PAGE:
My plan to address this problem is to do what I should have done at the outset: Breaking the book up into smaller pieces that I can focus on and check off as completed.

Next steps …

My experience selling my book has left me hungry to try again. I'm finishing another Sublime-related book that I'll be shipping in the next month or two, and I plan to start another after that.

Brian Altounian - December 17, 2013

Very insightful article! I love hearing the experiences of self-publishers – they often dispel the myths or preconceptions that certain people have of their success (or failure) in the self-publishing space. It is extremely difficult to get a book published and have meteoric sales yet folks think it’s as easy as posting a blog. Please send me the list of tools you used to help promote your book over the last year. I’m very curious to see what helped you the most.

Thank you!

-Brian

    josh - December 19, 2013

    Thanks, Brian! I’ll send you the list.

    The nice thing about self publishing is that you don’t need a huge best-seller to make it worth your time. I’m able to keep most of the revenue from my book, so even one sale is a nice chunk of change.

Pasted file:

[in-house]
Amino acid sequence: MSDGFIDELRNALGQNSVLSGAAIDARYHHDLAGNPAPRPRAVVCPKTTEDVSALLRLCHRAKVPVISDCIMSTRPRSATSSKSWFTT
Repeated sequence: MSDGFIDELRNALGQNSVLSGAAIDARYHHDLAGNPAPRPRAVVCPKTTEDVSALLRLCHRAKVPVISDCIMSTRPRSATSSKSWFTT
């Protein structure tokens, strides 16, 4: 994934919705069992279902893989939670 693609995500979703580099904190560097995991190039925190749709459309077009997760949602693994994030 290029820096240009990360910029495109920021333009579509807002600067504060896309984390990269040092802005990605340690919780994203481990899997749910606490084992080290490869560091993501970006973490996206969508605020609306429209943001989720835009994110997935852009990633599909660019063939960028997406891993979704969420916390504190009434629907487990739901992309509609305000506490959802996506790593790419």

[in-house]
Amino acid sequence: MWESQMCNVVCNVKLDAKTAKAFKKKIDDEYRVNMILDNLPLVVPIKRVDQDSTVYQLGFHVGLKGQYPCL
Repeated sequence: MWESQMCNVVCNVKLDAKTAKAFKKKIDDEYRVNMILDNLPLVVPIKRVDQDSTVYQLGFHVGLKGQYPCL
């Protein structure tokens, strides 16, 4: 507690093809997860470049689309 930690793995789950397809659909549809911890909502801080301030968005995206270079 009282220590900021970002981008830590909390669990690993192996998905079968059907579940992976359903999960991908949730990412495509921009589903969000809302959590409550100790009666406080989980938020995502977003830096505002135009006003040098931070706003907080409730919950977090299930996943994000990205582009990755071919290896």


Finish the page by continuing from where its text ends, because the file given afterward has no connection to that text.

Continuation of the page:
I’m very glad I went this route instead of trying to sell for less on Amazon, even though I could get more exposure there.

Azat Mardanov - December 17, 2013

Hi Josh,

Nice blog! I’ve seen many familiar names that inspire me (Pat, Nathan). Also, thank you for sharing your numbers. I wanted to do this a long time ago for Rapid Prototyping with JS (http://rpjs.co) and Express.js Guide (http://expressjsguide.com), but since I have multiple channels such as KDP, Gumroad, Lulu, LeanPub, CreateSpace… it requires some time to assemble and present numbers in a consumable format. 😉